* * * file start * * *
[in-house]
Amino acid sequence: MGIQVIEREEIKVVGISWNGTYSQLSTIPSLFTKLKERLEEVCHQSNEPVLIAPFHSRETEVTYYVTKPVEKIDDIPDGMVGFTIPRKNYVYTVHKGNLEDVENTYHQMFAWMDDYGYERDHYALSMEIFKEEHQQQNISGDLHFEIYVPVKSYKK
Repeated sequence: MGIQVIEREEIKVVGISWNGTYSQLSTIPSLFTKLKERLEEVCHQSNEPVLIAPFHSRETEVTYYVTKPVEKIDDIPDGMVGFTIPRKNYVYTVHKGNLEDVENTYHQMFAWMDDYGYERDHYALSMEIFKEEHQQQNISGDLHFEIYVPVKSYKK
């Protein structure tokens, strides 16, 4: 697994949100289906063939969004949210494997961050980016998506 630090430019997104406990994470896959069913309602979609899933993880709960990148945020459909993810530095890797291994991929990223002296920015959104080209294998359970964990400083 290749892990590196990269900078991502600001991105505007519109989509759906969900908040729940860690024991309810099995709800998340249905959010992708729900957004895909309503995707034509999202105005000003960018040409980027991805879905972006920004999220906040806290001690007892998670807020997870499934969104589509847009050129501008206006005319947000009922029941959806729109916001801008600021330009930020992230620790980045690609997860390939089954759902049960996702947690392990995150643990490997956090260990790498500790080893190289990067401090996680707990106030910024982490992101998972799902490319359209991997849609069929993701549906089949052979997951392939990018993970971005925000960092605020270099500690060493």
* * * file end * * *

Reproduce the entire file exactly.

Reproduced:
[in-house]
Amino acid sequence: MGIQVIEREEIKVVGISWNGTYSQLSTIPSLFTKLKERLEEVCHQSNEPVLIAPFHSRETEVTYYVTKPVEKIDDIPDGMVGFTIPRKNYVYTVHKGNLEDVENTYHQMFAWMDDYGYERDHYALSMEIFKEEHQQQNISGDLHFEIYVPVKSYKK
Repeated sequence: MGIQVIEREEIKVVGISWNGTYSQLSTIPSLFTKLKERLEEVCHQSNEPVLIAPFHSRETEVTYYVTKPVEKIDDIPDGMVGFTIPRKNYVYTVHKGNLEDVENTYHQMFAWMDDYGYERDHYALSMEIFKEEHQQQNISGDLHFEIYVPVKSYKK
């Protein structure tokens, strides 16, 4: 697994949100289906063939969004949210494997961050980016998506 630090430019997104406990994470896959069913309602979609899933993880709960990148945020459909993810530095890797291994991929990223002296920015959104080209294998359970964990400083 290749892990590196990269900078991502600001991105505007519109989509759906969900908040729940860690024991309810099995709800998340249905959010992708729900957004895909309503995707034509999202105005000003960018040409980027991805879905972006920004999220906040806290001690007892998670807020997870499934969104589509847009050129501008206006005319947000009922029941959806729109916001801008600021330009930020992230620790980045690609997860390939089954759902049960996702947690392990995150643990490997956090260990790498500790080893190289990067401090996680707990106030910024982490992101998972799902490319359209991997849609069929993701549906089949052979997951392939990018993970971005925000960092605020270099500690060493």